MoYah: “I feel that my music represents the amalgamation of all the beautiful cultures of Portugal.”
This week, our very own Joe B got to chat to Afro-Portuguese rapper Mario Barca, aka MoYah, who will be competing in the first semi-final of Festival da Canção 2023 with the bilingual track Too Much Sauce.
As well as his song and FDC itself, MoYah spoke to us of his love of Michael Jackson growing up, why his own experience of war and displacement has influenced his music, and the meaning of the title of his song, which might also be apt given the relevancy of food to his family!
You can listen to MoYah’s song for FDC HERE:
Thank you so much for chatting to us, MoYah! So, before we get started, we’d love for you to introduce yourself: who is MoYah, and how did you get into music?
I am a rapper and Afro-fusion artist, an events curator, arts programmer and workshop facilitator. I was born in Mozambique, raised in Lisbon and currently reside in England. My father was a singer back in Mozambique and I grew up in a household where my mother would play music everyday so I believe my love for music derived from that. As a child I was completely mesmerised by Michael Jackson, I spent hours and hours trying to learn his dance routines, and then when I was around 9 years old I was introduced to Hip Hop and it completely changed my life. It was the first time I was seeing a community of people who looked like me being portrayed in such a positive light. It felt empowering as a young black boy who was born in Mozambique and didn’t feel represented in what I saw in Portuguese television back then.
According to your GigRealm bio, you’re known for your “high energy, electrifying live performances”, but you also draw upon your “own experience of war and displacement” to “get people dancing and singing to strong messages of love and unity”. How are you able to turn your past into fun, upbeat music?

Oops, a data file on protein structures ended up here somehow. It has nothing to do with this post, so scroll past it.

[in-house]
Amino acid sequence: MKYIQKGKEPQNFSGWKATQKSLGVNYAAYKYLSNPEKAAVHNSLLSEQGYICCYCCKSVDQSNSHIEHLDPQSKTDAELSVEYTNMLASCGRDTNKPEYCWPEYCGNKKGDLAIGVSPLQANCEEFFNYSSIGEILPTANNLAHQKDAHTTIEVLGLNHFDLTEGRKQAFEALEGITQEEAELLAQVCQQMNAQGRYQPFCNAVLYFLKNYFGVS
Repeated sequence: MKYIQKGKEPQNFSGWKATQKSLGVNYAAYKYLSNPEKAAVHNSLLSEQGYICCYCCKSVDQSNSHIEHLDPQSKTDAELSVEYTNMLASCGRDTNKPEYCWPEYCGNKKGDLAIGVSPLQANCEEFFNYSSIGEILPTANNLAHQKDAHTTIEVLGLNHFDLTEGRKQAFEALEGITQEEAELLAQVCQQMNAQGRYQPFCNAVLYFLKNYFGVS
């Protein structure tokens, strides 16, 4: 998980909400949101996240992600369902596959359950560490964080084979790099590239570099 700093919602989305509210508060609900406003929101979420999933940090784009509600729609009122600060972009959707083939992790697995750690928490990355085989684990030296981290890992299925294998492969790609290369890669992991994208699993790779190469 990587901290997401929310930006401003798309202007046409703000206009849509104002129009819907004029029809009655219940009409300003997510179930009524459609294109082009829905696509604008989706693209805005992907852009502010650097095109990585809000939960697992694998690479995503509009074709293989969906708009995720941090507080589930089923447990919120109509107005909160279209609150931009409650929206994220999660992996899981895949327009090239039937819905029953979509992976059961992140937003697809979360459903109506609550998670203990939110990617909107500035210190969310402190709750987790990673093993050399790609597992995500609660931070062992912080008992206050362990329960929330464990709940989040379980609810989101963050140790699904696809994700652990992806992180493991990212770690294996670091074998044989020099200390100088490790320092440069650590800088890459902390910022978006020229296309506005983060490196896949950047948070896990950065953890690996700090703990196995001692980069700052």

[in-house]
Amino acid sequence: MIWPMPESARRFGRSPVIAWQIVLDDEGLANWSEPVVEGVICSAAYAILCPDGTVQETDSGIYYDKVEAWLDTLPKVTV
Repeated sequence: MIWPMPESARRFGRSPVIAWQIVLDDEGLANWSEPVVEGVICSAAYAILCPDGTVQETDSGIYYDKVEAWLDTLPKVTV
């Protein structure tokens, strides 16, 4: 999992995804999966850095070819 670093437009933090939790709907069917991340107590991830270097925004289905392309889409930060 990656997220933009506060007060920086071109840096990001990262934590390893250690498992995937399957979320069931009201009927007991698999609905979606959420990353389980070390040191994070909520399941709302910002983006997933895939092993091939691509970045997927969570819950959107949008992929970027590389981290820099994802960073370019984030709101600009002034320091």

By recognising that every obstacle I overcame made me stronger and that is worth celebrating, I’m heavily inspired by internationally known artists such as Michael Jackson, Bob Marley and Fela Kuti because not only did they have the ability to create amazing music that has reached the four corners of the earth, they also ensured that their music contained powerful, educational messages, and they did all of this whilst making music that people would want to dance to.
You’ve toured quite extensively all over the world with your music. Where, in your opinion, has been the best place to perform?
That is a really difficult question to answer because every show has its own energy and I’ve enjoyed performing in so many different countries for different reasons. I absolutely loved performing in Sudan right next to the Red Sea in a open space to 5,000 people, it was absolutely magical. I loved performing across Mexico, people there received my music really well and showed their love and gratitude very openly. Lastly, I loved performing in Mozambique and Portugal because it always feels like I’m performing at home, to people who inspired me to create so many of the songs I wrote.
Your Instagram bio mentions that, like a lot of other Eurovision national finalists, you have several other day jobs when you’re not performing. Could you tell us a bit about this?
I’m honoured to have the ability to be fully immersed in the arts, when I’m not performing I may be curating my own artistic events or programming a wide variety of workshops to empower refugee youth groups or other marginalised and misrepresented communities through creative writing and music, or mentoring emerging musicians.
So, let’s talk about your song for Festival da Canção, Too Much Sauce. It’s bilingual in both English and Portuguese, and features some really interesting lyrics and rhymes. What does the title of the song, which you repeat throughout the chorus, mean, and what do you mean when you say you’re the “Shaka Zulu of the scene” in the opening line?
That’s a great question; the song is called Too Much Sauce, which is slang for ‘too much style’. Ultimately, it’s an up-tempo, uplifting song that aims to empower all those people who feel isolated, misrepresented or not fully understood and accepted by society. This will often lead to one having lack of self belief and the ability to see their value, so this song aims to remind every listener that we all have ‘too much sauce’. We all have a beautiful light deep within us that we should allow to radiate throughout the world.